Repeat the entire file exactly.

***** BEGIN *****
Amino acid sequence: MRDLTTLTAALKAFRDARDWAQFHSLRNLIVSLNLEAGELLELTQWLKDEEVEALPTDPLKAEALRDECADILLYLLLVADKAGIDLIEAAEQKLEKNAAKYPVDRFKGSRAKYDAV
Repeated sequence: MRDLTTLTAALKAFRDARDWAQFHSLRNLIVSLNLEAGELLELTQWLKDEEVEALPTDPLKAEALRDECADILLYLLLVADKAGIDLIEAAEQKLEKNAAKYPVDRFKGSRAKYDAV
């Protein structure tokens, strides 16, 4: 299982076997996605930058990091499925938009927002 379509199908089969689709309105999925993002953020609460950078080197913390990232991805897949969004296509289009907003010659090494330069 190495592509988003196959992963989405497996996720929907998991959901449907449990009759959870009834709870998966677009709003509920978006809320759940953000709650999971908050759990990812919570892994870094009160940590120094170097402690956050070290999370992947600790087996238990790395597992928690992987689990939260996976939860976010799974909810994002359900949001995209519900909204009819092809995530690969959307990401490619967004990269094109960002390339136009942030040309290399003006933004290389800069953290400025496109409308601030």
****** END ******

Amino acid sequence: MRDLTTLTAALKAFRDARDWAQFHSLRNLIVSLNLEAGELLELTQWLKDEEVEALPTDPLKAEALRDECADILLYLLLVADKAGIDLIEAAEQKLEKNAAKYPVDRFKGSRAKYDAV
Repeated sequence: MRDLTTLTAALKAFRDARDWAQFHSLRNLIVSLNLEAGELLELTQWLKDEEVEALPTDPLKAEALRDECADILLYLLLVADKAGIDLIEAAEQKLEKNAAKYPVDRFKGSRAKYDAV
């Protein structure tokens, strides 16, 4: 299982076997996605930058990091499925938009927002 379509199908089969689709309105999925993002953020609460950078080197913390990232991805897949969004296509289009907003010659090494330069 190495592509988003196959992963989405497996996720929907998991959901449907449990009759959870009834709870998966677009709003509920978006809320759940953000709650999971908050759990990812919570892994870094009160940590120094170097402690956050070290999370992947600790087996238990790395597992928690992987689990939260996976939860976010799974909810994002359900949001995209519900909204009819092809995530690969959307990401490619967004990269094109960002390339136009942030040309290399003006933004290389800069953290400025496109409308601030």